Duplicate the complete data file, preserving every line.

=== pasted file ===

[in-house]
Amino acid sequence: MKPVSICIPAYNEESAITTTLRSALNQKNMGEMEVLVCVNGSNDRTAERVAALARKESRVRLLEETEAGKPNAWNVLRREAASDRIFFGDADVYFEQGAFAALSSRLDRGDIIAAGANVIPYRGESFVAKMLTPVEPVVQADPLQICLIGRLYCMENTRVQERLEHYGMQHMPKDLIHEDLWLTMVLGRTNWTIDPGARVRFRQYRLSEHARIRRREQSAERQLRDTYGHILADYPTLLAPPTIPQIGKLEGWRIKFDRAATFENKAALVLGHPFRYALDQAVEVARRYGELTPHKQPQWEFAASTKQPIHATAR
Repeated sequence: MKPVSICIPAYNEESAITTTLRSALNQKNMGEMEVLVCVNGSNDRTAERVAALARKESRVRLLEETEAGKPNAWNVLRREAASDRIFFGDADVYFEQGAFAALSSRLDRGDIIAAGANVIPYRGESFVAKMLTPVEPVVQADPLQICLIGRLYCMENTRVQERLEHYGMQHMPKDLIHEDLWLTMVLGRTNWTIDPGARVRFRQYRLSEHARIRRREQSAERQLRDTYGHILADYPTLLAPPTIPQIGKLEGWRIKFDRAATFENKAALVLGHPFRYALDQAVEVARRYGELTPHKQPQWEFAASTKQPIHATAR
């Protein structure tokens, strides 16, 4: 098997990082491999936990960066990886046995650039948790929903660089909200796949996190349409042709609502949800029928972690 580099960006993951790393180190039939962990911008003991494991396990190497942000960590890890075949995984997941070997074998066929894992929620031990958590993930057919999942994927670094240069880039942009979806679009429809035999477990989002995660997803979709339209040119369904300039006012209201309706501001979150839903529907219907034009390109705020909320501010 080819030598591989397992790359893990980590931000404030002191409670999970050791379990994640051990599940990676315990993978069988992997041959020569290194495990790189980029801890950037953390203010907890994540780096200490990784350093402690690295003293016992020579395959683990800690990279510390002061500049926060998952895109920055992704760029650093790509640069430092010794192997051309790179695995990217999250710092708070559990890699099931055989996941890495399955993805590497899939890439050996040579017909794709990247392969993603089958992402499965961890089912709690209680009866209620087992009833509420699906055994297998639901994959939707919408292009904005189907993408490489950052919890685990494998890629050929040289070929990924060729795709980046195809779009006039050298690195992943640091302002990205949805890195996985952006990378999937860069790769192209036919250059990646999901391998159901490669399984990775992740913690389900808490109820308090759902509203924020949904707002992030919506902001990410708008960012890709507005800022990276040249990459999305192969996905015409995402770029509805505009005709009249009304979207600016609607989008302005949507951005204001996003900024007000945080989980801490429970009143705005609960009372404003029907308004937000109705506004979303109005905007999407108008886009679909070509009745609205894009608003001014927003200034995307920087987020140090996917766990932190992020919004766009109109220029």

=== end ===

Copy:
[in-house]
Amino acid sequence: MKPVSICIPAYNEESAITTTLRSALNQKNMGEMEVLVCVNGSNDRTAERVAALARKESRVRLLEETEAGKPNAWNVLRREAASDRIFFGDADVYFEQGAFAALSSRLDRGDIIAAGANVIPYRGESFVAKMLTPVEPVVQADPLQICLIGRLYCMENTRVQERLEHYGMQHMPKDLIHEDLWLTMVLGRTNWTIDPGARVRFRQYRLSEHARIRRREQSAERQLRDTYGHILADYPTLLAPPTIPQIGKLEGWRIKFDRAATFENKAALVLGHPFRYALDQAVEVARRYGELTPHKQPQWEFAASTKQPIHATAR
Repeated sequence: MKPVSICIPAYNEESAITTTLRSALNQKNMGEMEVLVCVNGSNDRTAERVAALARKESRVRLLEETEAGKPNAWNVLRREAASDRIFFGDADVYFEQGAFAALSSRLDRGDIIAAGANVIPYRGESFVAKMLTPVEPVVQADPLQICLIGRLYCMENTRVQERLEHYGMQHMPKDLIHEDLWLTMVLGRTNWTIDPGARVRFRQYRLSEHARIRRREQSAERQLRDTYGHILADYPTLLAPPTIPQIGKLEGWRIKFDRAATFENKAALVLGHPFRYALDQAVEVARRYGELTPHKQPQWEFAASTKQPIHATAR
């Protein structure tokens, strides 16, 4: 098997990082491999936990960066990886046995650039948790929903660089909200796949996190349409042709609502949800029928972690 580099960006993951790393180190039939962990911008003991494991396990190497942000960590890890075949995984997941070997074998066929894992929620031990958590993930057919999942994927670094240069880039942009979806679009429809035999477990989002995660997803979709339209040119369904300039006012209201309706501001979150839903529907219907034009390109705020909320501010 080819030598591989397992790359893990980590931000404030002191409670999970050791379990994640051990599940990676315990993978069988992997041959020569290194495990790189980029801890950037953390203010907890994540780096200490990784350093402690690295003293016992020579395959683990800690990279510390002061500049926060998952895109920055992704760029650093790509640069430092010794192997051309790179695995990217999250710092708070559990890699099931055989996941890495399955993805590497899939890439050996040579017909794709990247392969993603089958992402499965961890089912709690209680009866209620087992009833509420699906055994297998639901994959939707919408292009904005189907993408490489950052919890685990494998890629050929040289070929990924060729795709980046195809779009006039050298690195992943640091302002990205949805890195996985952006990378999937860069790769192209036919250059990646999901391998159901490669399984990775992740913690389900808490109820308090759902509203924020949904707002992030919506902001990410708008960012890709507005800022990276040249990459999305192969996905015409995402770029509805505009005709009249009304979207600016609607989008302005949507951005204001996003900024007000945080989980801490429970009143705005609960009372404003029907308004937000109705506004979303109005905007999407108008886009679909070509009745609205894009608003001014927003200034995307920087987020140090996917766990932190992020919004766009109109220029």